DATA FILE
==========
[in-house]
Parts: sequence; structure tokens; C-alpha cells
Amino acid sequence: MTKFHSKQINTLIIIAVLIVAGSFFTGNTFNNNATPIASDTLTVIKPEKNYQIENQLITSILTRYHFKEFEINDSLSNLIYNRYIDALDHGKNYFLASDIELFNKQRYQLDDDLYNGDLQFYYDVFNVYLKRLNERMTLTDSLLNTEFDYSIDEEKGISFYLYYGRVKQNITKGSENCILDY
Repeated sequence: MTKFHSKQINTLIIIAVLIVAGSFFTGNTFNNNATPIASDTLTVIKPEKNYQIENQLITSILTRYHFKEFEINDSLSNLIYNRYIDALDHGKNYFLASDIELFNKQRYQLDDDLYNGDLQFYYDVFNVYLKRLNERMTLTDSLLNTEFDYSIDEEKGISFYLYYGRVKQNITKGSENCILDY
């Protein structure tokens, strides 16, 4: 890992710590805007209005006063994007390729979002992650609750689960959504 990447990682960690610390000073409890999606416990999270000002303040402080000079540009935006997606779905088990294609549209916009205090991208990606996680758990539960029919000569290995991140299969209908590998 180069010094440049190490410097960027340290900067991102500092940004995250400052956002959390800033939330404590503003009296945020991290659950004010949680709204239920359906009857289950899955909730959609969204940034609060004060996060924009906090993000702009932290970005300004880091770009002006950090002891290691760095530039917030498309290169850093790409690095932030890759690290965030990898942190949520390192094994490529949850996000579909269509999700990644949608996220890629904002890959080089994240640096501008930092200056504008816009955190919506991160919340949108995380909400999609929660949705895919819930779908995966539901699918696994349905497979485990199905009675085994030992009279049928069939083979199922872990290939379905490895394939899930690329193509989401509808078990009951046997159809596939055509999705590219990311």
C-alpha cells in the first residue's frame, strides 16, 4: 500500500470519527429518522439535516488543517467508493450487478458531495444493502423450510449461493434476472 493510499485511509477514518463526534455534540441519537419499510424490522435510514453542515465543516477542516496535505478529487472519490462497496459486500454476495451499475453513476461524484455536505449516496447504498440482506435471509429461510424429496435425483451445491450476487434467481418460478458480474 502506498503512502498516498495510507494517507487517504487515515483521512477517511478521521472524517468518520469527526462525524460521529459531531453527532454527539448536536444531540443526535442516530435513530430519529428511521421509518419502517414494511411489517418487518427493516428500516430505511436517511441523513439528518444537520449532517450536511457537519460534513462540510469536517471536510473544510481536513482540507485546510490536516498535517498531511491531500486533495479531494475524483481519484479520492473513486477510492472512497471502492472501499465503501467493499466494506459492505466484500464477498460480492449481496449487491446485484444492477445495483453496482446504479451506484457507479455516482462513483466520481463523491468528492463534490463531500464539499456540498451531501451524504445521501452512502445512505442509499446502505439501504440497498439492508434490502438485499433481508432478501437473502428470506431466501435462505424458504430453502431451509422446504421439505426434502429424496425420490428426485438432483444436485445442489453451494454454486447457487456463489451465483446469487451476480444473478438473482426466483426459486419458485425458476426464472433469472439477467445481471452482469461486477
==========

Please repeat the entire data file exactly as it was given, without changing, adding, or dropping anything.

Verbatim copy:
[in-house]
Parts: sequence; structure tokens; C-alpha cells
Amino acid sequence: MTKFHSKQINTLIIIAVLIVAGSFFTGNTFNNNATPIASDTLTVIKPEKNYQIENQLITSILTRYHFKEFEINDSLSNLIYNRYIDALDHGKNYFLASDIELFNKQRYQLDDDLYNGDLQFYYDVFNVYLKRLNERMTLTDSLLNTEFDYSIDEEKGISFYLYYGRVKQNITKGSENCILDY
Repeated sequence: MTKFHSKQINTLIIIAVLIVAGSFFTGNTFNNNATPIASDTLTVIKPEKNYQIENQLITSILTRYHFKEFEINDSLSNLIYNRYIDALDHGKNYFLASDIELFNKQRYQLDDDLYNGDLQFYYDVFNVYLKRLNERMTLTDSLLNTEFDYSIDEEKGISFYLYYGRVKQNITKGSENCILDY
């Protein structure tokens, strides 16, 4: 890992710590805007209005006063994007390729979002992650609750689960959504 990447990682960690610390000073409890999606416990999270000002303040402080000079540009935006997606779905088990294609549209916009205090991208990606996680758990539960029919000569290995991140299969209908590998 180069010094440049190490410097960027340290900067991102500092940004995250400052956002959390800033939330404590503003009296945020991290659950004010949680709204239920359906009857289950899955909730959609969204940034609060004060996060924009906090993000702009932290970005300004880091770009002006950090002891290691760095530039917030498309290169850093790409690095932030890759690290965030990898942190949520390192094994490529949850996000579909269509999700990644949608996220890629904002890959080089994240640096501008930092200056504008816009955190919506991160919340949108995380909400999609929660949705895919819930779908995966539901699918696994349905497979485990199905009675085994030992009279049928069939083979199922872990290939379905490895394939899930690329193509989401509808078990009951046997159809596939055509999705590219990311």
C-alpha cells in the first residue's frame, strides 16, 4: 500500500470519527429518522439535516488543517467508493450487478458531495444493502423450510449461493434476472 493510499485511509477514518463526534455534540441519537419499510424490522435510514453542515465543516477542516496535505478529487472519490462497496459486500454476495451499475453513476461524484455536505449516496447504498440482506435471509429461510424429496435425483451445491450476487434467481418460478458480474 502506498503512502498516498495510507494517507487517504487515515483521512477517511478521521472524517468518520469527526462525524460521529459531531453527532454527539448536536444531540443526535442516530435513530430519529428511521421509518419502517414494511411489517418487518427493516428500516430505511436517511441523513439528518444537520449532517450536511457537519460534513462540510469536517471536510473544510481536513482540507485546510490536516498535517498531511491531500486533495479531494475524483481519484479520492473513486477510492472512497471502492472501499465503501467493499466494506459492505466484500464477498460480492449481496449487491446485484444492477445495483453496482446504479451506484457507479455516482462513483466520481463523491468528492463534490463531500464539499456540498451531501451524504445521501452512502445512505442509499446502505439501504440497498439492508434490502438485499433481508432478501437473502428470506431466501435462505424458504430453502431451509422446504421439505426434502429424496425420490428426485438432483444436485445442489453451494454454486447457487456463489451465483446469487451476480444473478438473482426466483426459486419458485425458476426464472433469472439477467445481471452482469461486477